The Jacobs radial engine began life in 1930 as a 3-cylinder engine producing 55 hp. and a 7-cylinder producing 150 hp. The 3-cylinder was soon made redundant with the 7-cylinder becoming the engine that was developed over the years.
The L-4 design of 1934 replaced the exposed rocker arms with a fore-and-aft design. The L-4 (R-755) developed 225 hp from 757 cubic inches and was still in production in the 1970s. The 831 cubic inch L-5 (285 hp) produced from 1936, and the L-6 or R-915 (330 hp) were the largest American seven-cylinder engines until the post-war Cyclone Seven was built.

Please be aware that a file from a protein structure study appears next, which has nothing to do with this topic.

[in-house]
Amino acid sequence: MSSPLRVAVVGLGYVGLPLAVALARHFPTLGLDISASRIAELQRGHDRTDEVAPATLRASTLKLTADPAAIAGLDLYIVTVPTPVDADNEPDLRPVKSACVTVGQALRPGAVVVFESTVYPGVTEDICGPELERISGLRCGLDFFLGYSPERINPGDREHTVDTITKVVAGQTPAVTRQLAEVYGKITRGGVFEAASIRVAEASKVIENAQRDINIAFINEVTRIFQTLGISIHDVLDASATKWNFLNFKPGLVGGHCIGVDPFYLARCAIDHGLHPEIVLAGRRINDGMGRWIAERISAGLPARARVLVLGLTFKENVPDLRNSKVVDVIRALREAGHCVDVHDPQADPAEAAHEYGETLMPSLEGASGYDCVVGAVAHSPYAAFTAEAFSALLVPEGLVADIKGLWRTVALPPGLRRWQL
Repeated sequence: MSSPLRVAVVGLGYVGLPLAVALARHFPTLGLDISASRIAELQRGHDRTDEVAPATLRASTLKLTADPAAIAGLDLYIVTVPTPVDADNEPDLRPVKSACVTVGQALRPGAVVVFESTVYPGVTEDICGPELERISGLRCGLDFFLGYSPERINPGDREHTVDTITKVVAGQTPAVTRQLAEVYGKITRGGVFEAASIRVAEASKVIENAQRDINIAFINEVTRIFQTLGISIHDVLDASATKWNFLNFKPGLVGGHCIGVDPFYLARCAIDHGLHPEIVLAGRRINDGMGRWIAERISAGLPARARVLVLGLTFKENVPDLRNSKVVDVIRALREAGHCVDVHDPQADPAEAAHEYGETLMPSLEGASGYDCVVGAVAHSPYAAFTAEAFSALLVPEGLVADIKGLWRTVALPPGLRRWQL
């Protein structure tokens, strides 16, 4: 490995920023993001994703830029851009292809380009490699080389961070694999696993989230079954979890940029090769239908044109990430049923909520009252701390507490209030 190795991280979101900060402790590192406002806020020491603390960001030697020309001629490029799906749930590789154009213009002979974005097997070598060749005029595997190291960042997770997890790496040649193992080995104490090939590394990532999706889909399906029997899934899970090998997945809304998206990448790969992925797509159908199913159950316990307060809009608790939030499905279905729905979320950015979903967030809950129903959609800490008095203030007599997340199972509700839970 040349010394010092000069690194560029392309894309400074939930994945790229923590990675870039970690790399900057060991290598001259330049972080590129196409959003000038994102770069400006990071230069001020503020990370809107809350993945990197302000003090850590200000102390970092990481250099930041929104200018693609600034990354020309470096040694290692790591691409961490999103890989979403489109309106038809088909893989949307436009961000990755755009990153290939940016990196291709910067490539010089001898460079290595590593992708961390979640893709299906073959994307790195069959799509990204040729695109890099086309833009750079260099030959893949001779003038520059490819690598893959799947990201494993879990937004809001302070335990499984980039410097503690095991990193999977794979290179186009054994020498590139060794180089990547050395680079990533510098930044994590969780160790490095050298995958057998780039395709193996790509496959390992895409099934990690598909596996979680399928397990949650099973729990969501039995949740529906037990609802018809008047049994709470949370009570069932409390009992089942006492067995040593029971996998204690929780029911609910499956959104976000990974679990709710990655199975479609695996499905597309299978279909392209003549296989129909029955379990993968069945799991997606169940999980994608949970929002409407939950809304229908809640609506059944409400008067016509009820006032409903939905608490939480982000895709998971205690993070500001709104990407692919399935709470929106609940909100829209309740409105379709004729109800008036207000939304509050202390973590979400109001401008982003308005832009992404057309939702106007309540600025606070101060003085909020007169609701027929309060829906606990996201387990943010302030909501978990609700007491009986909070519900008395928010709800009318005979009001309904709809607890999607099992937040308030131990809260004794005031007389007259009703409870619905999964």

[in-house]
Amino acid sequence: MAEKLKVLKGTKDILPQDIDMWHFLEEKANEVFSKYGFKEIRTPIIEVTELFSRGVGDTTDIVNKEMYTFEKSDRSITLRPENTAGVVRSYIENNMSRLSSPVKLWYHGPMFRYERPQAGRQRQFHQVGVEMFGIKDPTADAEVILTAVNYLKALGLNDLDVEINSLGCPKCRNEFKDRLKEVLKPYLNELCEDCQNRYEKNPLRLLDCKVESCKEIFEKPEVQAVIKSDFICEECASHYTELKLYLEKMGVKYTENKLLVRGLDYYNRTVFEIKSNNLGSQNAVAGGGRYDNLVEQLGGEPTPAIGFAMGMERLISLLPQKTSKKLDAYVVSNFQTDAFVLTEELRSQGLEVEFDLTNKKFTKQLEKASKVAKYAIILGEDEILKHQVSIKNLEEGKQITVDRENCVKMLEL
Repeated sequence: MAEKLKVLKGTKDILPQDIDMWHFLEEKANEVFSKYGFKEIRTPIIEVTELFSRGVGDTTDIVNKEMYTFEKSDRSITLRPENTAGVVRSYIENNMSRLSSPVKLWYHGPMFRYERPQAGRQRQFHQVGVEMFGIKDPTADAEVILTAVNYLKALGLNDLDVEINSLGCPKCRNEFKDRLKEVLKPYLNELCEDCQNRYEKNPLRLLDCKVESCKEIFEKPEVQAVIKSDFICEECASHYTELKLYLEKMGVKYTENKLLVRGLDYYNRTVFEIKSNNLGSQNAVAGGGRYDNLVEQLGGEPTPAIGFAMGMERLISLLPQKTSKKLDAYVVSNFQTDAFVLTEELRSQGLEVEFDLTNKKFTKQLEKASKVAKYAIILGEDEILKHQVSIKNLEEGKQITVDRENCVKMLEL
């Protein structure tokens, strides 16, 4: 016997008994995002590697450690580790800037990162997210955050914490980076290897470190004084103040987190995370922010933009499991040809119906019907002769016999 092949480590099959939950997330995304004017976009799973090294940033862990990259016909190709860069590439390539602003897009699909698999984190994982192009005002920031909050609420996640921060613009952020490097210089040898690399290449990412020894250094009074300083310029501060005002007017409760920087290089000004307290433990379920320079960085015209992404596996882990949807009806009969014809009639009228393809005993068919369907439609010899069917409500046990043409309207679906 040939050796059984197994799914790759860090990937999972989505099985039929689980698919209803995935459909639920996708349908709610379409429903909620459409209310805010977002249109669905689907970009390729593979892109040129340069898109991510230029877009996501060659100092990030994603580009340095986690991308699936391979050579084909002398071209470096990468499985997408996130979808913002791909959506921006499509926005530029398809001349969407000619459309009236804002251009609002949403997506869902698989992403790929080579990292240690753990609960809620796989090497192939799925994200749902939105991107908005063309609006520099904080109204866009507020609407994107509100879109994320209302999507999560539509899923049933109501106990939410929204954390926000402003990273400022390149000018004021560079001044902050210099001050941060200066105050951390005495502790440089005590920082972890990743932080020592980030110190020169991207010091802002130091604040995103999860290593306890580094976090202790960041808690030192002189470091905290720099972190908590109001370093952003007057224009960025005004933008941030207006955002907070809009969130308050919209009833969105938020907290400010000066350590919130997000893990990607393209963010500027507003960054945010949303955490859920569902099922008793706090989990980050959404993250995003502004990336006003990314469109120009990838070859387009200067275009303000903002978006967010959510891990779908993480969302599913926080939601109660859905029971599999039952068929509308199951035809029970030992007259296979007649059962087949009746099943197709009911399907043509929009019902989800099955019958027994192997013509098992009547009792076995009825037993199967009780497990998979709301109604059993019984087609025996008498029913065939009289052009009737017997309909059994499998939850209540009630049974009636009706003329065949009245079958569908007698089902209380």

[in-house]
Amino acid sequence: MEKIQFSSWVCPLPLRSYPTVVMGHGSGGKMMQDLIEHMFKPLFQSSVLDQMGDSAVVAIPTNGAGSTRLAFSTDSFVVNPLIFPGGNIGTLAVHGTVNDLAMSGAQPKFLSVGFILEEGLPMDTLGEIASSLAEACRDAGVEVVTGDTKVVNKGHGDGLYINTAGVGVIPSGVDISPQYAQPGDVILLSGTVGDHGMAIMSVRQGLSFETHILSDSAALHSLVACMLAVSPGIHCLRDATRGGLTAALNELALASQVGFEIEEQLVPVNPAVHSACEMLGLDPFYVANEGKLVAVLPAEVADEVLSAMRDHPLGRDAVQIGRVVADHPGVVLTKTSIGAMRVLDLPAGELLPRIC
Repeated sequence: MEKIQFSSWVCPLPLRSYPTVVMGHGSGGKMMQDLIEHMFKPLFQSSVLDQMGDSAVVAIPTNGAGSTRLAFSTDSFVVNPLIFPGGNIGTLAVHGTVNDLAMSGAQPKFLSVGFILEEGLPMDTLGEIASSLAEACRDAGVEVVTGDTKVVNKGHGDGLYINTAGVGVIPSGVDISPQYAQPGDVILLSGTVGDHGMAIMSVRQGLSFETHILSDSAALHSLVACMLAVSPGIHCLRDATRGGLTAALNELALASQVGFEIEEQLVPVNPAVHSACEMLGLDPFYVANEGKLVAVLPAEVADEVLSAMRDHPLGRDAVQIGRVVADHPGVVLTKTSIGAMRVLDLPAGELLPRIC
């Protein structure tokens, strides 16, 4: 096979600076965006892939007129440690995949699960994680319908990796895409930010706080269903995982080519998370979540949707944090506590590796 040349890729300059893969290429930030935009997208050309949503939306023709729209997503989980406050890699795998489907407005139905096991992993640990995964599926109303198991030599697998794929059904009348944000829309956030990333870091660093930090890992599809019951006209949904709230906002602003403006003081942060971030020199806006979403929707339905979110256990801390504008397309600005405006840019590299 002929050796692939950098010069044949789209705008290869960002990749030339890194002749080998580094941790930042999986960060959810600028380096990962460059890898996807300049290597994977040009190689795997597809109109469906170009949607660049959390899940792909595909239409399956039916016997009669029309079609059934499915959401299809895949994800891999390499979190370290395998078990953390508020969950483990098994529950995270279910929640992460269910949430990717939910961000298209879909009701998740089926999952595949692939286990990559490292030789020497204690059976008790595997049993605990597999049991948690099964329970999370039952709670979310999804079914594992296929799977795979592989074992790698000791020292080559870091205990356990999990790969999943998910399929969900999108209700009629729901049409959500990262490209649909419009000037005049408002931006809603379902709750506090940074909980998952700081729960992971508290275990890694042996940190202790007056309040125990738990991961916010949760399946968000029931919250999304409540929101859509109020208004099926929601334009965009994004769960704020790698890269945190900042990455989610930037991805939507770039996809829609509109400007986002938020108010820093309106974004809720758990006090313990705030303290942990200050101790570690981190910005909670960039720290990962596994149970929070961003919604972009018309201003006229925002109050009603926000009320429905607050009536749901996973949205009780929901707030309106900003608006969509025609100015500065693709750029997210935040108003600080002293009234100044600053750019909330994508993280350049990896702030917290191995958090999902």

The Jacobs engine is unusual in that it uses a combination of magneto and battery ignition – one set of spark plugs is powered from the magneto, while the other is powered from the battery via a coil and distributor system. The engine was nicknamed “Shaky Jake.”
It was used extensively in the 1930s and 40s on the Cessna Crane, Avro Anson Mk. II, Waco AQC-6, Beech Staggerwing, Cessna 195, Howard DGA-12 and the Fleet Fort.
The Museum’s Waco AQC-6 is maintained in flying condition and is powered by this Jacobs engine.